The U.S. and Russian Presidents spoke over the phone Thursday, with Obama proposing an end to Russia's occupation of Crimea
U.S. President Barack Obama offered a diplomatic solution to the Ukrainian crisis in a phone call with Russian President Vladimir Putin on Thursday afternoon, after authorizing sanctions on Russian and former Ukrainian officials that morning.
During the hour-long call, Obama told Putin that “there is a way to resolve the situation diplomatically, which addresses the interests of Russia, the people of Ukraine and the international community,” the White House said in a statement.
President Obama proposed direct talks between the Russian and Ukrainian governments and the deployment of international monitors to ensure that the rights of Ukrainians, and ethnic Russians in Ukraine, were respected. The U.S. President also said the international community would help Ukraine prepare for free elections in May, but that Russia would have to end its military occupation of Ukraine’s Crimea region.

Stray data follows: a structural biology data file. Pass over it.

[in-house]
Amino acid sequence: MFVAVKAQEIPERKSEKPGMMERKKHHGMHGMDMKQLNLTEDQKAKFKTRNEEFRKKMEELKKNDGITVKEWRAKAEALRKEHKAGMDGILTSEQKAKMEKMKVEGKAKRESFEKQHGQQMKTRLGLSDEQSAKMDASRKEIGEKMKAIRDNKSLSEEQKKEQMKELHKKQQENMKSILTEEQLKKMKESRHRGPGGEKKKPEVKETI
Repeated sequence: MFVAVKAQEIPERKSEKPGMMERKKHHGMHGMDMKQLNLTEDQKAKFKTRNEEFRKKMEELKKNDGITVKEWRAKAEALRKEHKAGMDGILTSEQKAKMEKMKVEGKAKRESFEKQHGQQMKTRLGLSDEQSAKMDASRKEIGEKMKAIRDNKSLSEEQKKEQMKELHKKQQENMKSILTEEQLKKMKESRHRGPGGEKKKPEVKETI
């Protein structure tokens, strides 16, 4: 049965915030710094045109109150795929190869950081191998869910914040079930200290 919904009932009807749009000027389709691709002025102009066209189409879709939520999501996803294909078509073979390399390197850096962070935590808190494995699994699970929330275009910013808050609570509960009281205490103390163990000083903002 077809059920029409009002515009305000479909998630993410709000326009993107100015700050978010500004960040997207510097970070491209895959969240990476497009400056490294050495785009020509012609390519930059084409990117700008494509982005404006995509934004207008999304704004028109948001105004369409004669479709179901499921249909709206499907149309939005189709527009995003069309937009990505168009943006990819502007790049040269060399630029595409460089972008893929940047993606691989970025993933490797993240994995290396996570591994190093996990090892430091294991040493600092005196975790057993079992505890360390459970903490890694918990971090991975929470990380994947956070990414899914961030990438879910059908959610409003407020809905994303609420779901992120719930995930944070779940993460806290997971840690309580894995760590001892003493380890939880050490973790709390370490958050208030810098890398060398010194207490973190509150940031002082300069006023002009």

Russia’s parliament approved Putin’s request to deploy forces to Crimea, allegedly to protect military facilities and ethnic Russians in the area, on Saturday after demonstrators ousted Ukraine’s pro-Kremlin President. The White House said the military deployment is “in violation of Ukraine’s sovereignty and territorial integrity.”